The U.S. Supreme Court gave Republican legislative leaders in North Carolina a win Thursday in an ongoing fight over the state’s latest photo identification voting law.
‘Ordered freedom’: AG Rokita sets agenda focused on ‘liberty’
Indiana Attorney General Todd Rokita recently sat down with Indiana Lawyer to answer questions about his first 100 days in office and his agenda for the next four years.Read More
A former high-ranking election official violated federal law in 2016 when he granted requests by Kansas, Georgia and Alabama to modify the national voter registration form to require documentary proof of citizenship in those states, a federal judge ruled.
One of Indiana’s most prominent corporations is criticizing an Indiana proposal that opponents maintain will make mail-in voting more difficult by requiring voters to submit identification numbers with their ballot applications.
Democrats’ proposals to overhaul voting in the U.S. won solid though not overwhelming support from Americans in a new survey measuring the popularity of major pieces of the sweeping legislation in Congress.
As Congress begins debate this week on sweeping voting and ethics legislation, Democrats and Republicans can agree on one thing: If signed into law, it would usher in the biggest overhaul of U.S. elections law in at least a generation.
The Supreme Court on Monday rejected an appeal from Kansas that sought to revive a law requiring proof of citizenship to register to vote. A federal appeals court had declared the law unconstitutional.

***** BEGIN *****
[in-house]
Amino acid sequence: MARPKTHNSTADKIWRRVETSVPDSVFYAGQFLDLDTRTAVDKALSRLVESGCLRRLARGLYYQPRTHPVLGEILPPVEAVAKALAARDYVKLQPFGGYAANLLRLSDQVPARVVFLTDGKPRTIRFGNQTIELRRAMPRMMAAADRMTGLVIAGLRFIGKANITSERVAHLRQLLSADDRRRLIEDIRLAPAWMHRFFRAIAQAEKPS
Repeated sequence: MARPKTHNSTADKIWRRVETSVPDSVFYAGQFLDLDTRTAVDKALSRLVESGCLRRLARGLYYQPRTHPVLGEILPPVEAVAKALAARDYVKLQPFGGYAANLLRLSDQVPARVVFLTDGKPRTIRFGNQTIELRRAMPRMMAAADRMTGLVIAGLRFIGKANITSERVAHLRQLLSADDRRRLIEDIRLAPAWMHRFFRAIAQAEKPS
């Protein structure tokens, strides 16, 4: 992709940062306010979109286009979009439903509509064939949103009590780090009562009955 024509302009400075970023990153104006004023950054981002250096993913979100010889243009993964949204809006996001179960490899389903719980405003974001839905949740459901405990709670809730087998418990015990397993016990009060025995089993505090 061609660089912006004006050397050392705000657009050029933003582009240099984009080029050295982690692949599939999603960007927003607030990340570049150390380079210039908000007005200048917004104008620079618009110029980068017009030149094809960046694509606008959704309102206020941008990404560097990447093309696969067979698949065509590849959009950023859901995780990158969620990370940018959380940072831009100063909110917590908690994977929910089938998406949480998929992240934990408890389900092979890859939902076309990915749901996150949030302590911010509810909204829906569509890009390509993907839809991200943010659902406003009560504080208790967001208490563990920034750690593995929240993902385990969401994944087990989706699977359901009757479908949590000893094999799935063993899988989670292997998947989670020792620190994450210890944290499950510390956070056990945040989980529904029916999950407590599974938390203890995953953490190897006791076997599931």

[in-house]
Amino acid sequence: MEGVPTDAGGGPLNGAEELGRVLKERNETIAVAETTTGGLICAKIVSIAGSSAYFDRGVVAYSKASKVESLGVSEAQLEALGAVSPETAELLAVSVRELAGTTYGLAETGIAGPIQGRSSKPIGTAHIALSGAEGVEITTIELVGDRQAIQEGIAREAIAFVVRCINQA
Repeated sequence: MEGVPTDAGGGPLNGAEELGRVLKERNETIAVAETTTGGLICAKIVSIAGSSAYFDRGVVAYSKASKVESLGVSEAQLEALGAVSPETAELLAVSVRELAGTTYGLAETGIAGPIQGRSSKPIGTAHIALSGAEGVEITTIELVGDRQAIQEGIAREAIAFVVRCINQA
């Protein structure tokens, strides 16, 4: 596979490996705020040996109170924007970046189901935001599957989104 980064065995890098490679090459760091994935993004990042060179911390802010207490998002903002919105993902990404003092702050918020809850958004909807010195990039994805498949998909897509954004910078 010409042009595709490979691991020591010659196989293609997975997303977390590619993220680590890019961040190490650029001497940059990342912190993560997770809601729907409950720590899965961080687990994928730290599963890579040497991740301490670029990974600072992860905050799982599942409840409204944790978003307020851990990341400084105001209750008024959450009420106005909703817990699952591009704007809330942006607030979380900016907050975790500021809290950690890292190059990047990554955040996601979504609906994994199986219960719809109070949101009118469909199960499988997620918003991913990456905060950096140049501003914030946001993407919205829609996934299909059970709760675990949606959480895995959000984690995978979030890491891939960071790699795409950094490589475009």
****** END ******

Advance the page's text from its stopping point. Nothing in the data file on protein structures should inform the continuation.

A new study released this week ranking the 50 states for ease of voting puts Indiana in the bottom 10, though the state’s rank has improved slightly from its position in same study two years ago.
After a federal appellate court stopped Indiana’s process for removing ineligible voters from the registration rolls, the state is still looking for a way to clean its voter lists. But a new system being considered by the Legislature is not gaining support among voting rights groups and could spark more litigation.
The heated dispute ignited by Indiana Attorney General Curtis Hill’s effort to block Marion County’s early voting plan ended with a whimper at the 7th Circuit Court of Appeals Monday after both sides acknowledged a change in the voting method nixed the need for a ruling from the federal appellate bench.
Indiana, like many states, has been amending and enacting new voting laws in the name of stamping out voter fraud. Lawyers and civic organizations are challenging laws and regulations that they believe are restricting the right to vote.
The U.S. Supreme Court on Thursday struck down Minnesota’s broad restrictions on voters wearing “political” hats, T-shirts and pins to the polls, but said states can place limits on such apparel.
Failed candidate Roy Moore has doubled down on his claims of voter irregularities in Alabama’s U.S. Senate race in a last-ditch effort to stop the certification of the Democratic opponent who pulled off a historic upset last month in a traditionally deep-red state.
The U.S. Supreme Court’s refusal to breathe new life into North Carolina’s sweeping voter identification law might be just a temporary victory for civil rights groups.
The Supreme Court of the United States on Monday rejected an appeal from Texas in its effort to restore its strict voter identification law, but the case could return to the court later.
This is the first presidential election year without a key enforcement provision of the federal Voting Rights Act, and 14 states have enacted new registration or voting restrictions.
Indiana's voter identification law differs from recently overturned laws in other states that legal experts say have caused disenfranchisement among minorities.
The Supreme Court on Friday rejected an emergency appeal to stop Texas from enforcing its challenged voter ID law. But the court said it could revisit the issue as the November elections approach.